Between gas, oil and maintenance, the costs of driving your car can add up. However, when you drive your car for certain purposes, including business, charity, moving or for medical purposes, you might be able to lower your taxes as a result. The mileage rates change each year, and taxes laws can change at the whim of the government, so consult a tax professional or the IRS website when filing your return.
Business mileage has the highest per mile deduction: As of the 2015 tax year, you can write off 57.5 cents per mile. If you're self-employed, you can take this deduction on Schedule C as one of the costs of doing business, so it directly reduces your self-employment taxes and your income taxes. If you work as an employee, however, the deduction is a miscellaneous itemized deduction, which allows you to deduct only the portion that exceeds 2 percent of your adjusted gross income, making the deduction substantially more limited. In addition, you can't deduct the cost of driving from your home to your regular place of work.
If you drive for charitable purposes, you can add the mileage deduction to your charitable contributions for the year. However, the mileage rate is substantially lower: As of 2015, you can deduct only 14 cents per mile. For example, say you drive 100 miles per year delivering meals for a charity. You can add $14 to your charitable donation deduction, which you can claim only if you itemize your deductions.
The distance you drive for medical care can also increase your tax deductions. As of 2015, the mileage rate for medical miles is 23 cents. Medical miles include driving for yourself, your spouse or a dependent. But they don't include the cost of driving to a different city for medical treatment for purely personal reasons, such as if you wanted to have surgery in a distant city to be closer to family during the recovery. For example, if you drive your child 20 miles for medical treatment, you can include an additional $4.60 in your medical expenses. However, the medical expenses deduction permits you to deduct only the expenses that exceed 10 percent of your adjusted gross income.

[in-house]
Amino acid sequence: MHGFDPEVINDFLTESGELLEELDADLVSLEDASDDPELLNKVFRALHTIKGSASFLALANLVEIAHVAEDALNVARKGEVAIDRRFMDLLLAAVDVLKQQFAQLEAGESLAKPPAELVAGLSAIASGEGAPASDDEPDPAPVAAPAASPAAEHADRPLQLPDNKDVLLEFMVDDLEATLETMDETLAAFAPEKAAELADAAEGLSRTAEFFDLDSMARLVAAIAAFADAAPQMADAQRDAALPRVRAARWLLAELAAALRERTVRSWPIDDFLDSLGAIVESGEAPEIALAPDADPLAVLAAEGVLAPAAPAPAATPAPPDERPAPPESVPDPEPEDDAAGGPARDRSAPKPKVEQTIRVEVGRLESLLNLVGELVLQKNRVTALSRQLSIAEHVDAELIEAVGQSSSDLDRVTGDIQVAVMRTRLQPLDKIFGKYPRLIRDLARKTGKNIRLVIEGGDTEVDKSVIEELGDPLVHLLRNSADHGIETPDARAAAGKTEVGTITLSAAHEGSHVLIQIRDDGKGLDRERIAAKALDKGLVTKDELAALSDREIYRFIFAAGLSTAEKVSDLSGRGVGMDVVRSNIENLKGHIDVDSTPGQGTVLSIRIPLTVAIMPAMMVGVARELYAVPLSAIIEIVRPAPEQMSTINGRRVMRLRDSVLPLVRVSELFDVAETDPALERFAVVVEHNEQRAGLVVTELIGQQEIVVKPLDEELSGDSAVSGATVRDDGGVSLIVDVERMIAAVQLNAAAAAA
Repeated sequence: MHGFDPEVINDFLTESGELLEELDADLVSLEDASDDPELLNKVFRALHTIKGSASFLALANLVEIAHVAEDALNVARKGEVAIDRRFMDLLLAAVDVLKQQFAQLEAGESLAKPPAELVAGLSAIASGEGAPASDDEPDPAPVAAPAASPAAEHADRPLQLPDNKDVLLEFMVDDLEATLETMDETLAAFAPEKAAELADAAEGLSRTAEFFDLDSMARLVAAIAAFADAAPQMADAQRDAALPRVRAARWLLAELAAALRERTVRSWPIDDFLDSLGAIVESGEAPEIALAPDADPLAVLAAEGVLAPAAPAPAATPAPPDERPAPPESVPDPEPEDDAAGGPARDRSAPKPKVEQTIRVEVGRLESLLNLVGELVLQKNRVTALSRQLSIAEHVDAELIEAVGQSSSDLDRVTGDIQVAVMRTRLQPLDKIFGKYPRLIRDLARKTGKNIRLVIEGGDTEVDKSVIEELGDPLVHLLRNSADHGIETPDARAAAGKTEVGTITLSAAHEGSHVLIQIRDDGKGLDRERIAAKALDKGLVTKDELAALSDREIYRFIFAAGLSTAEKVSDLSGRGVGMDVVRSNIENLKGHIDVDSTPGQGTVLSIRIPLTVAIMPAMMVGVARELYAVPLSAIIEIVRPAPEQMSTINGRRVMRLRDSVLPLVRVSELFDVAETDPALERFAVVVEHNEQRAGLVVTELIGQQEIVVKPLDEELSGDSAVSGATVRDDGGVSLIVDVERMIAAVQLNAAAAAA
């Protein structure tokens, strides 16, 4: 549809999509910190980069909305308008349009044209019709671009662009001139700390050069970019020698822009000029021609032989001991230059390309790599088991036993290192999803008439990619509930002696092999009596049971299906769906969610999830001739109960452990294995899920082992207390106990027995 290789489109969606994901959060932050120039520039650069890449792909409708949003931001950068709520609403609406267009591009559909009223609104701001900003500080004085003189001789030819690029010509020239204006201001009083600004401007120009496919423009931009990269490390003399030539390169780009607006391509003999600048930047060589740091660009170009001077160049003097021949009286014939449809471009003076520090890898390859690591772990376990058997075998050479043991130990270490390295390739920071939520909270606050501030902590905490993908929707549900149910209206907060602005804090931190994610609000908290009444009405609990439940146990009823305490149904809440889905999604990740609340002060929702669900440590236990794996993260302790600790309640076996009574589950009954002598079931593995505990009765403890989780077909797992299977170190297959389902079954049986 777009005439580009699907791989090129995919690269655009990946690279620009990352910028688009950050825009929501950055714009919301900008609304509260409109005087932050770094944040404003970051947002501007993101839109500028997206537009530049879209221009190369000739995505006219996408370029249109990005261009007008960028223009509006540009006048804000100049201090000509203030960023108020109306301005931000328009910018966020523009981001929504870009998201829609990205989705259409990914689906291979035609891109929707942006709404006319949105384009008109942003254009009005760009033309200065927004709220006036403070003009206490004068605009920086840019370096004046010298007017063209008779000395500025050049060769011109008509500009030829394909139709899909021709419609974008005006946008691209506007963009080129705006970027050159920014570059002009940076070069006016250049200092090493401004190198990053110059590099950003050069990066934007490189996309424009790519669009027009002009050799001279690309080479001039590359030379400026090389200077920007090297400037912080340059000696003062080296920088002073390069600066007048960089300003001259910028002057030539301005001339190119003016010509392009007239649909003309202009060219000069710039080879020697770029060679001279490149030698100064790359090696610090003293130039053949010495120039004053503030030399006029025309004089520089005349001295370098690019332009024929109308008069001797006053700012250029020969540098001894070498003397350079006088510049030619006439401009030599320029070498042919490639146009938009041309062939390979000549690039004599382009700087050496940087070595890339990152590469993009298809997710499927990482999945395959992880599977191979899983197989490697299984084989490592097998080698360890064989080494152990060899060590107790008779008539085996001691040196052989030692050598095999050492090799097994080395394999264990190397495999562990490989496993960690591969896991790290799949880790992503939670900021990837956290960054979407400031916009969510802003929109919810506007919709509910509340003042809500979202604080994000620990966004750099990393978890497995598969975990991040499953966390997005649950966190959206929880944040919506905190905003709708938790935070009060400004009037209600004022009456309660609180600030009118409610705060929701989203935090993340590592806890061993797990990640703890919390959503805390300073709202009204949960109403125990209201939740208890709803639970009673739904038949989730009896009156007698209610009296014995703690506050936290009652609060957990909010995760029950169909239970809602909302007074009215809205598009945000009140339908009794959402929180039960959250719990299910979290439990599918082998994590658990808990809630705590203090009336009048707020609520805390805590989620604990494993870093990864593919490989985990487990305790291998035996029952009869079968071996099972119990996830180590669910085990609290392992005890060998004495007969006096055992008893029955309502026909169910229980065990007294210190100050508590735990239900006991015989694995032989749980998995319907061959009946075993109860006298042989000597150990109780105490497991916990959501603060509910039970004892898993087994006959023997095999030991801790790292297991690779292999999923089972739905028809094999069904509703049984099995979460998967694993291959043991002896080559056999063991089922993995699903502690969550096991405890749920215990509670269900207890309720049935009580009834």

If you qualify for the moving expenses deduction, you can include 23 cents per mile you drive. To qualify for the deduction, you must move for business purposes, your new place of work must be at least 50 miles farther from your old home than your old place of work, and you must work full time for at least 39 weeks in the first 12 months after the move. You're allowed to deduct the miles from one trip from your old home to your new home. For example, if you drive 250 miles to get from your old home to your new home, you could add $57.50 to your deduction. Deduct your moving expenses as an adjustment to income.
Impact of Reimbursement
You can't claim a deduction for any part of the mileage for which you're reimbursed. For example, say your company reimburses you 20 cents per mile when the standard business mileage rate is 57.5 cents. When figuring your deduction, you can deduct only37.5 cents per mile.